The Embassy of Ireland to Ukraine has resumed operations in Kyiv after operating remotely since the Russian invasion of Ukraine in late February.

Announcing the re-opening on August 22, Ireland's Minister for Foreign Affairs Simon Coveney said that “as the Embassy resumes its operations on the ground in Kyiv, the team’s key priority will be renewing and building their network of contacts with Ukrainian government officials to better inform Ireland’s provision of support and assistance to the government and people of Ukraine.”

Minister Coveney said in a tweet that reopening the Irish Embassy in Kyiv "is an important statement of solidarity and support to Ukraine." He also reiterated Ireland's support of Ukraine's entry into the European Union.

Reopening our Embassy in Kyiv is an important statement of solidarity and support to #Ukraine. #Ireland will be there for Ukrainians, through this war, for the rebuilding process in the aftermath and on the pathway to #EU membership! #StandWithUkraine 🇮🇪🇺🇦🇪🇺

— Simon Coveney (@simoncoveney) August 22, 2022

In common with other Embassies operating in Ukraine, the Irish Embassy will be functioning with very limited capacity to provide any in-person consular assistance, the DFA said.

Ireland's Department of Foreign Affairs said it is closely monitoring the situation in Ukraine together with its EU and other international partners. The Department continues to strongly advise against all travel to Ukraine, for any purpose. More information can be found here on the DFA's website.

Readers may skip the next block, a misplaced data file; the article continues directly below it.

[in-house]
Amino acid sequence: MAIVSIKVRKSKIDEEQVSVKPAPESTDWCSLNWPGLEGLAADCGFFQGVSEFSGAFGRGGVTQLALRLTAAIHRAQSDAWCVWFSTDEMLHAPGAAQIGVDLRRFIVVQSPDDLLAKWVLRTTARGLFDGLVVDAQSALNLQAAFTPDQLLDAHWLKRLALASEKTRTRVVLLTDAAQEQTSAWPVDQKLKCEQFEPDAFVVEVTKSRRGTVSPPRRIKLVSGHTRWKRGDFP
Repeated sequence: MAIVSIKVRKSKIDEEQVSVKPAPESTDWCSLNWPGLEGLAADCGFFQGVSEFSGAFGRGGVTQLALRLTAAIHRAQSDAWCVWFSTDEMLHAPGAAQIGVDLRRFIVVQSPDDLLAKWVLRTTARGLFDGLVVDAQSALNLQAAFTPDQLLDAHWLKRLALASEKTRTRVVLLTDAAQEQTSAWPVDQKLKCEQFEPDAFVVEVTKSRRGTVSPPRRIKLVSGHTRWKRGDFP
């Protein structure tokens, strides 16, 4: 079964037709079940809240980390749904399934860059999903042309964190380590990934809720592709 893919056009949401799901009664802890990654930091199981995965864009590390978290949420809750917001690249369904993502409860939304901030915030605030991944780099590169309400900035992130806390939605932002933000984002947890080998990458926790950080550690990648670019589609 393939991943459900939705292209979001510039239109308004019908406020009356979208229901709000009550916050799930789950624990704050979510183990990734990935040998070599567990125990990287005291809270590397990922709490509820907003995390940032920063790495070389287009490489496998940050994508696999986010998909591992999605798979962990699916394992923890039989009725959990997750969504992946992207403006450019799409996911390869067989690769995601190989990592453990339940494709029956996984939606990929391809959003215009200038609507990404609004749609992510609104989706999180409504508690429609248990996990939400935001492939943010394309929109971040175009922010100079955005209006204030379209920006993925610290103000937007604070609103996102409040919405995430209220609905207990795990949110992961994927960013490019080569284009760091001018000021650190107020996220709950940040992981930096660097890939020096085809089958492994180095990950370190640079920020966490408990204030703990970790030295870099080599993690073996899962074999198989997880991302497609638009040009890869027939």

The Irish Embassy in Kyiv is resuming operations nearly six months to the day since Minister Coveney told the Dáil that it would be ceasing operations.

"Our embassy is no longer operating in Kyiv and our staff and other staff are transferring to a safe place as we speak," Coveney said on February 24. Earlier that day, Russian President Vladimir Putin had announced a "special military operation" to demilitarize Ukraine in a televised address at around 5 am local time. 

Ireland formally opened its Embassy in Ukraine on August 23, 2021. In April of this year, Minister Coveney was the first foreign minister from a UN Security Council state to visit Ukraine in the wake of Russia’s invasion. During his trip to Kyiv, he visited areas directly impacted by the war and held meetings with officials, including his Ukrainian counterpart Dmytro Kuleba.

According to Ireland's Central Statistics Office (CSO), there have been 47,962 arrivals from Ukraine in Ireland as of August 7, 2022.